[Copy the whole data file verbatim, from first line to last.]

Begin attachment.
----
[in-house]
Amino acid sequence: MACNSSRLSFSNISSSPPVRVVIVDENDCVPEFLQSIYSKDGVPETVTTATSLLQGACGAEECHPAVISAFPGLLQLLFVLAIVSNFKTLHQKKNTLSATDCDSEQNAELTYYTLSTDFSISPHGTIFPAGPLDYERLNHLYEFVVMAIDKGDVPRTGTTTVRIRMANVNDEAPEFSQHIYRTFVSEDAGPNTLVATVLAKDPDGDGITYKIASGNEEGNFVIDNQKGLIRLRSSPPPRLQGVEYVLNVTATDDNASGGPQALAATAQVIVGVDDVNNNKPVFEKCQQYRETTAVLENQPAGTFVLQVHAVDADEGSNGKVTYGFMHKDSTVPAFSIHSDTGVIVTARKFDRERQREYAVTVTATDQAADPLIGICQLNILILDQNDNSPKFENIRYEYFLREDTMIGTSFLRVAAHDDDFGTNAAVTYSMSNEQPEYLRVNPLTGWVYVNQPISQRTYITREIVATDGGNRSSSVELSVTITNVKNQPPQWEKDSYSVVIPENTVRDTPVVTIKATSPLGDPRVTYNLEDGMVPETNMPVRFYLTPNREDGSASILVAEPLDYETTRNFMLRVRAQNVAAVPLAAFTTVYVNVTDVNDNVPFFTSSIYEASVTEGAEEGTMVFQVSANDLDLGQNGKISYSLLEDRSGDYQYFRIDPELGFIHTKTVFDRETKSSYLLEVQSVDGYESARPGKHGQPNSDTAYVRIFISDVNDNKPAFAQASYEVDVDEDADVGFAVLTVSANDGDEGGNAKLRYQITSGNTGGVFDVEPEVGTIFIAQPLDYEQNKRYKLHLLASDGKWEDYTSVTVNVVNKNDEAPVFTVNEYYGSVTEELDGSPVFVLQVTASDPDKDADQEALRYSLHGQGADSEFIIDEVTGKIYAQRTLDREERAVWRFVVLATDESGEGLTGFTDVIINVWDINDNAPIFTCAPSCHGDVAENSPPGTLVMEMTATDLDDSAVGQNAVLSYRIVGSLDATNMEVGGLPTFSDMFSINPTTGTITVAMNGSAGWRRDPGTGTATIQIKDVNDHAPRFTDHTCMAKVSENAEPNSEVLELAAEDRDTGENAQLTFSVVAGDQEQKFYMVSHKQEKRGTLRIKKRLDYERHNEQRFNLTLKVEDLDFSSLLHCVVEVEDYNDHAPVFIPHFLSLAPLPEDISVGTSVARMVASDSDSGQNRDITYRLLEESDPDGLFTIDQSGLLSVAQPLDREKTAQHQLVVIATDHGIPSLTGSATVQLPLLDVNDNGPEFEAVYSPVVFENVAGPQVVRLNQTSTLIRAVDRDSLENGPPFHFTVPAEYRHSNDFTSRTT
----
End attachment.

[in-house]
Amino acid sequence: MACNSSRLSFSNISSSPPVRVVIVDENDCVPEFLQSIYSKDGVPETVTTATSLLQGACGAEECHPAVISAFPGLLQLLFVLAIVSNFKTLHQKKNTLSATDCDSEQNAELTYYTLSTDFSISPHGTIFPAGPLDYERLNHLYEFVVMAIDKGDVPRTGTTTVRIRMANVNDEAPEFSQHIYRTFVSEDAGPNTLVATVLAKDPDGDGITYKIASGNEEGNFVIDNQKGLIRLRSSPPPRLQGVEYVLNVTATDDNASGGPQALAATAQVIVGVDDVNNNKPVFEKCQQYRETTAVLENQPAGTFVLQVHAVDADEGSNGKVTYGFMHKDSTVPAFSIHSDTGVIVTARKFDRERQREYAVTVTATDQAADPLIGICQLNILILDQNDNSPKFENIRYEYFLREDTMIGTSFLRVAAHDDDFGTNAAVTYSMSNEQPEYLRVNPLTGWVYVNQPISQRTYITREIVATDGGNRSSSVELSVTITNVKNQPPQWEKDSYSVVIPENTVRDTPVVTIKATSPLGDPRVTYNLEDGMVPETNMPVRFYLTPNREDGSASILVAEPLDYETTRNFMLRVRAQNVAAVPLAAFTTVYVNVTDVNDNVPFFTSSIYEASVTEGAEEGTMVFQVSANDLDLGQNGKISYSLLEDRSGDYQYFRIDPELGFIHTKTVFDRETKSSYLLEVQSVDGYESARPGKHGQPNSDTAYVRIFISDVNDNKPAFAQASYEVDVDEDADVGFAVLTVSANDGDEGGNAKLRYQITSGNTGGVFDVEPEVGTIFIAQPLDYEQNKRYKLHLLASDGKWEDYTSVTVNVVNKNDEAPVFTVNEYYGSVTEELDGSPVFVLQVTASDPDKDADQEALRYSLHGQGADSEFIIDEVTGKIYAQRTLDREERAVWRFVVLATDESGEGLTGFTDVIINVWDINDNAPIFTCAPSCHGDVAENSPPGTLVMEMTATDLDDSAVGQNAVLSYRIVGSLDATNMEVGGLPTFSDMFSINPTTGTITVAMNGSAGWRRDPGTGTATIQIKDVNDHAPRFTDHTCMAKVSENAEPNSEVLELAAEDRDTGENAQLTFSVVAGDQEQKFYMVSHKQEKRGTLRIKKRLDYERHNEQRFNLTLKVEDLDFSSLLHCVVEVEDYNDHAPVFIPHFLSLAPLPEDISVGTSVARMVASDSDSGQNRDITYRLLEESDPDGLFTIDQSGLLSVAQPLDREKTAQHQLVVIATDHGIPSLTGSATVQLPLLDVNDNGPEFEAVYSPVVFENVAGPQVVRLNQTSTLIRAVDRDSLENGPPFHFTVPAEYRHSNDFTSRTT